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Faculty examines how neoliberal governance proceeded in two global cities

Neoliberal Urban Governance
(DePaul University/Jeff Carrion)
Neoliberal Urban Governance: Spaces, Culture and Discourses in Buenos Aires and Chicago

By: Carolina Sternberg, Latin American and Latino Studies

This book examines the dynamics of neoliberal urban governance through a comparative analysis of Buenos Aire​s and Chicago, with a special focus on gentrification processes in the cities from 2011 to 2021.

This work argues that neoliberal principles, rationales and institutions, along with the elaborate rhetoric that has contributed to their success, are forever present in the U.S. and Latin American region, particularly in global cities.

The year of 2011 marks the (almost) simultaneous election of new executive authorities in Chicago and Buenos Aires. The perspective of a decade is sufficient to observe key patterns, narratives and developments of each neoliberal urban governance.

Until now, these governances have been scantly explored from a comparative perspective in Latin American and North American urban settings. This book, therefore, offers a rich new approach.

Who or what inspired you to write this book?

Neoliberal Urban Governance
My perspective has been shaped by growing up in Buenos Aires and receiving my bachelor's degree in geography and my master's degree in public policy.

In 2006, I arrived at the University of Illinois Urbana-Champaign to pursue a PhD in urban geography, hoping to expand the focus and geographical context of my research. Aware of my roots and training in the global South, my academic advisor, David Wilson, encouraged me to embark on a comparative study of neoliberal governance in Buenos Aires and Chicago. The project drew me not just because it allowed me to make sense of these two different parts of the world, but because it offered a way to bridge gaps between the academic traditions in urban studies between the global North and the global South.

This book is part of that journey, one that began after I was transplanted in the Midwest, one that flourished while I was in graduate school, and one that to this day has me dissecting differences and similarities between neoliberal urban governance in Buenos Aires and Chicago.

What's the most surprising thing you learned while writing this book?

What continues to surprise me, after many years working on this topic in both cities, is how reporters, urban scholars and government officials have accepted the grand simplification of both Buenos Aires and Chicago as marked by stark social and economic contrasts between the cities' north and the south sides. Both cities have been described as "two cities in one."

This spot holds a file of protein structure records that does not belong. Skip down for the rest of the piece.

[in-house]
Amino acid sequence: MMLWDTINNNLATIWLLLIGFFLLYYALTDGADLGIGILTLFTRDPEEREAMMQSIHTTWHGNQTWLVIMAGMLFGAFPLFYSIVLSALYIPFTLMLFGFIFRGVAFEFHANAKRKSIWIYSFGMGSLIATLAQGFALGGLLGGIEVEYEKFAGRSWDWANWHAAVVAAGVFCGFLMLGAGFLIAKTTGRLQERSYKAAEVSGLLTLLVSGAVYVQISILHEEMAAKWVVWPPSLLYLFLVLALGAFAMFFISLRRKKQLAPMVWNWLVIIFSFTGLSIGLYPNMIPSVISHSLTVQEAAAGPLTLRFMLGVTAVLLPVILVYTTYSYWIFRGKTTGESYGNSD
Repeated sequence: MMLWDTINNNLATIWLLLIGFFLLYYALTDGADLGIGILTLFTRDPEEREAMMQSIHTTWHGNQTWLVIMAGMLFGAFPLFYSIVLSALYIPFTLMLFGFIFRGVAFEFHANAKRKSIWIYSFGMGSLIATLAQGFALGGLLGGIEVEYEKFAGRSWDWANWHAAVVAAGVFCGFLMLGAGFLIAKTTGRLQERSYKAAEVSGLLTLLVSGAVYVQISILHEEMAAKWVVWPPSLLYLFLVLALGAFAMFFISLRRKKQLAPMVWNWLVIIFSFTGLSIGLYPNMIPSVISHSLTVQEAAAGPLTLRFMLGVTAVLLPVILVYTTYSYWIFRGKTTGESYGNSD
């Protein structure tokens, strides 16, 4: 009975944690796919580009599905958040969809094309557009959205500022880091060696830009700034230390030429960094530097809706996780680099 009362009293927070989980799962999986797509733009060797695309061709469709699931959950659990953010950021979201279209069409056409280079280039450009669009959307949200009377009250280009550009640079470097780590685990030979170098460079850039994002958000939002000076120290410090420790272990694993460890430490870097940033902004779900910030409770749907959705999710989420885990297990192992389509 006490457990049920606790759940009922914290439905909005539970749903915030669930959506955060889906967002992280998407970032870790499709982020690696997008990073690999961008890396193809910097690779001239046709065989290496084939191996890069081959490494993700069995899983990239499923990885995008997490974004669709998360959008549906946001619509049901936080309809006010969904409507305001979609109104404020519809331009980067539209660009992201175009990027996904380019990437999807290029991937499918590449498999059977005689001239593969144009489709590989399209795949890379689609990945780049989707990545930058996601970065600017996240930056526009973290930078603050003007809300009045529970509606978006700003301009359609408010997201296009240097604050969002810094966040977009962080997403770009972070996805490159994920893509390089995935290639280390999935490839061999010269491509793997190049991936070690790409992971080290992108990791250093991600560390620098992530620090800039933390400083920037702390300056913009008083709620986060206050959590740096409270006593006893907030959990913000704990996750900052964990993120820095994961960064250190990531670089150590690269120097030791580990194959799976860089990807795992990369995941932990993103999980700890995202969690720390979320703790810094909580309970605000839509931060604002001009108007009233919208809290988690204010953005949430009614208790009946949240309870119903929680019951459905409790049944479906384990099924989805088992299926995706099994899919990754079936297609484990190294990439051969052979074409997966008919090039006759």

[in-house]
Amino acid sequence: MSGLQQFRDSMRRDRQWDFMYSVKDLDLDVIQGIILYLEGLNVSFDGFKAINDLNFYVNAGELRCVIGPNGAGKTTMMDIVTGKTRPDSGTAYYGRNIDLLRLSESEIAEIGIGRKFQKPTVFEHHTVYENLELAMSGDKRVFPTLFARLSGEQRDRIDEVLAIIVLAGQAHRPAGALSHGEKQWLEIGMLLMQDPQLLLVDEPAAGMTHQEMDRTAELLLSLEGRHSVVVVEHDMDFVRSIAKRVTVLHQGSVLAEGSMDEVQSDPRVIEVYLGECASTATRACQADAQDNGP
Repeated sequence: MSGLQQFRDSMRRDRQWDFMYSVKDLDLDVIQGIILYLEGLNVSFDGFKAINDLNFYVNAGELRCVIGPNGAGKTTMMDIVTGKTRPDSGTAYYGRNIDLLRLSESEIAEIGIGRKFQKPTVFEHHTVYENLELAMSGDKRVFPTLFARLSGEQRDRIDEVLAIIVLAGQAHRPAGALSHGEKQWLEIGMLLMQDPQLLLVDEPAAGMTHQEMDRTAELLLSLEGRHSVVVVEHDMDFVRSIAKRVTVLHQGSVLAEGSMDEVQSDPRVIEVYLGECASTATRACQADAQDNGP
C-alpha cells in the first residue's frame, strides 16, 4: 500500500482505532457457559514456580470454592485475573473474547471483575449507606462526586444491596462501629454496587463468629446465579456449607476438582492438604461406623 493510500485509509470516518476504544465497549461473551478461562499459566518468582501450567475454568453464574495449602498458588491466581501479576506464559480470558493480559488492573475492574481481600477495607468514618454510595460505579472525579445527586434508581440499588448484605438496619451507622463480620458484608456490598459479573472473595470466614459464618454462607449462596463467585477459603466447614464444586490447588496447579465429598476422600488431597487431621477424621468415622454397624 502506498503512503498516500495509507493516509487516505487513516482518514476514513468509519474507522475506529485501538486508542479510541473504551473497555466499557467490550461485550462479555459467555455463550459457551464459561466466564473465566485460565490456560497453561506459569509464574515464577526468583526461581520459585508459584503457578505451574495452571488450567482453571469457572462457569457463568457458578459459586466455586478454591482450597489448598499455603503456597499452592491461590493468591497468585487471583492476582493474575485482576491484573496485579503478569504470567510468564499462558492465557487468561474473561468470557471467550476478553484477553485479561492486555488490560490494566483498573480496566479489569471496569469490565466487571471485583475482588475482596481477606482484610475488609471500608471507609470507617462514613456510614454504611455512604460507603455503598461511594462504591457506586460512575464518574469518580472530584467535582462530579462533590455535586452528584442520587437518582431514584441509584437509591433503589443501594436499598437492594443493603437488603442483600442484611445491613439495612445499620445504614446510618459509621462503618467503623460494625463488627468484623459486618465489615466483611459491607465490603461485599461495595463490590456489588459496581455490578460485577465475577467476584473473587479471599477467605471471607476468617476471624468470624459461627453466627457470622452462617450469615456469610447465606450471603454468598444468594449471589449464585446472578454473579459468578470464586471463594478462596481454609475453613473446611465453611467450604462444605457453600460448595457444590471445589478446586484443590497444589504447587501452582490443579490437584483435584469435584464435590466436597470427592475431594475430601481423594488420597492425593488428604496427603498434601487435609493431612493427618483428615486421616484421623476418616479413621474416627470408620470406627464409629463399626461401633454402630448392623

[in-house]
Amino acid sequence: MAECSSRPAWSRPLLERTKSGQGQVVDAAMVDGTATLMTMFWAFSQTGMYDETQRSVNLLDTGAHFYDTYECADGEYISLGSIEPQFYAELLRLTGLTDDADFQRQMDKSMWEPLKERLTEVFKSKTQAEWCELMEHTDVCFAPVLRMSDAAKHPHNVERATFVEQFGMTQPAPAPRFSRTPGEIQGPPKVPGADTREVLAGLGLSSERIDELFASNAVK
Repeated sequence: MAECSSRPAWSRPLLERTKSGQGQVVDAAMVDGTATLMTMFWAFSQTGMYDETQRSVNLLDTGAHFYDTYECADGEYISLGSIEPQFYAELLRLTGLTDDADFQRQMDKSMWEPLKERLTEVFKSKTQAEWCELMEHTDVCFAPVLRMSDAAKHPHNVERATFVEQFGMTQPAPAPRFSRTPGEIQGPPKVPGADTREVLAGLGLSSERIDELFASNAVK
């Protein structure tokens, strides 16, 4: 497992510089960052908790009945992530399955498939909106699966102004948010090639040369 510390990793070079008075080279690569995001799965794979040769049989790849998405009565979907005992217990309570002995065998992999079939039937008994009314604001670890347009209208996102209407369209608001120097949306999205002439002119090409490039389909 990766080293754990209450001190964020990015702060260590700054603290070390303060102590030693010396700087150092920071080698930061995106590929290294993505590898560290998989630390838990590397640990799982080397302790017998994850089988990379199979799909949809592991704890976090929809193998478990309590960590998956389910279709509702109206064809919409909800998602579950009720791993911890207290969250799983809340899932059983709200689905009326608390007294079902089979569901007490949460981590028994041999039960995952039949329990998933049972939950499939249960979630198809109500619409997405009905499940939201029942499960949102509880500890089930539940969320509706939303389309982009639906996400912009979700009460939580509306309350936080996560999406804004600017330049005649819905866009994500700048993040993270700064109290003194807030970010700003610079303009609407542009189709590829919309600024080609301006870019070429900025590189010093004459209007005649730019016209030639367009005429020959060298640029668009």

Buenos Aires's south side is widely considered one of the most neglected areas in the city, marked by decades of disinvestment, while the north side is regarded as privileged and well-served. Chicago's southwest side still endures an image of being disinvested, poor and crime-ridden, while the north side represents prosperity, vibrancy and safety.

My book contributes to deconstruct these grand simplifications and presents a different story, one of a nuanced vision of neoliberal urban governance that continues evolving and is humanly constituted.

Persuade someone to read your book in less than 50 words

It examines issues around public housing, privatization of public land, the real estate industry and gentrification. It chronicles the evolving neoliberal policies regarding real estate implemented since 2011 in Chicago and Buenos Aires. It illustrates how contemporary neoliberal urban governances currently operate.

About the author:

Carolina Sternberg is associate professor and chair of the Department of Latin American and Latino Studies and affiliated faculty in the Master's in Critical Ethnic Studies at DePaul University. She obtained her PhD in Geography from the University of Illinois at Urbana-Champaign and received her MA in Geography from the Universidad de Buenos Aires in Argentina. Her main areas of research and teaching combine urban studies, Latin American studies and comparative urbanism in the U.S. and Latin American urban settings. Her most recent publications examine the fluid and evolving nature of neoliberal urban governance in Chicago and Buenos Aires, practicing feminist care ethics in Buenos Aires, and race and gentrification in Latinx and African American communities in Chicago.

Publisher and publication date:

Palgrave/MacMillan, February 4, 2023

Signed by the Author allows DePaul faculty and staff to introduce their recently published or upcoming book or chapter to the university community. To submit your book or chapter for consideration, contact Newsline. See more books published by faculty and staff in theSigned by the Author column.